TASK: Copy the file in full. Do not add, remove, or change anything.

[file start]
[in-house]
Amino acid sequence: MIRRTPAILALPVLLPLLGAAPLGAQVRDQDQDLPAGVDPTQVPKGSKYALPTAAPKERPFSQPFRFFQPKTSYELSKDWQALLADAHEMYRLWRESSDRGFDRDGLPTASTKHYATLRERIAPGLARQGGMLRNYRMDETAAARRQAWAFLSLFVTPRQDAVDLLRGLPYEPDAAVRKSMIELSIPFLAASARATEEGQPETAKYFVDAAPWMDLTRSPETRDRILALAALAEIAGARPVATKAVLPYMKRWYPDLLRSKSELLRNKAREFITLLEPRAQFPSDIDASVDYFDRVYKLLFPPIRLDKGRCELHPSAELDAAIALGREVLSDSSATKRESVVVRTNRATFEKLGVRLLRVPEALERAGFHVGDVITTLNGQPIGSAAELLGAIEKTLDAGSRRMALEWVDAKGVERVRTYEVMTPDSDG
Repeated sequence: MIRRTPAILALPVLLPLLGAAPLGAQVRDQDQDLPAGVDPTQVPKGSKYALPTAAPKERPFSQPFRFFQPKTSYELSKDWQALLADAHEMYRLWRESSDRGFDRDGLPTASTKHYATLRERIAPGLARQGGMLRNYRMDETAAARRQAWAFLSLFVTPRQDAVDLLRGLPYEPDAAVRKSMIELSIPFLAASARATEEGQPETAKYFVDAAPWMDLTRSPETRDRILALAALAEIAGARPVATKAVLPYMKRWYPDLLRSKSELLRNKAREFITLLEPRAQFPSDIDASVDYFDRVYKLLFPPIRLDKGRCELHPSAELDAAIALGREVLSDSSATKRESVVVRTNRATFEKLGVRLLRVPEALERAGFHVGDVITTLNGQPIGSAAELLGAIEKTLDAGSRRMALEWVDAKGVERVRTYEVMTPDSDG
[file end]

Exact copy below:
[in-house]
Amino acid sequence: MIRRTPAILALPVLLPLLGAAPLGAQVRDQDQDLPAGVDPTQVPKGSKYALPTAAPKERPFSQPFRFFQPKTSYELSKDWQALLADAHEMYRLWRESSDRGFDRDGLPTASTKHYATLRERIAPGLARQGGMLRNYRMDETAAARRQAWAFLSLFVTPRQDAVDLLRGLPYEPDAAVRKSMIELSIPFLAASARATEEGQPETAKYFVDAAPWMDLTRSPETRDRILALAALAEIAGARPVATKAVLPYMKRWYPDLLRSKSELLRNKAREFITLLEPRAQFPSDIDASVDYFDRVYKLLFPPIRLDKGRCELHPSAELDAAIALGREVLSDSSATKRESVVVRTNRATFEKLGVRLLRVPEALERAGFHVGDVITTLNGQPIGSAAELLGAIEKTLDAGSRRMALEWVDAKGVERVRTYEVMTPDSDG
Repeated sequence: MIRRTPAILALPVLLPLLGAAPLGAQVRDQDQDLPAGVDPTQVPKGSKYALPTAAPKERPFSQPFRFFQPKTSYELSKDWQALLADAHEMYRLWRESSDRGFDRDGLPTASTKHYATLRERIAPGLARQGGMLRNYRMDETAAARRQAWAFLSLFVTPRQDAVDLLRGLPYEPDAAVRKSMIELSIPFLAASARATEEGQPETAKYFVDAAPWMDLTRSPETRDRILALAALAEIAGARPVATKAVLPYMKRWYPDLLRSKSELLRNKAREFITLLEPRAQFPSDIDASVDYFDRVYKLLFPPIRLDKGRCELHPSAELDAAIALGREVLSDSSATKRESVVVRTNRATFEKLGVRLLRVPEALERAGFHVGDVITTLNGQPIGSAAELLGAIEKTLDAGSRRMALEWVDAKGVERVRTYEVMTPDSDG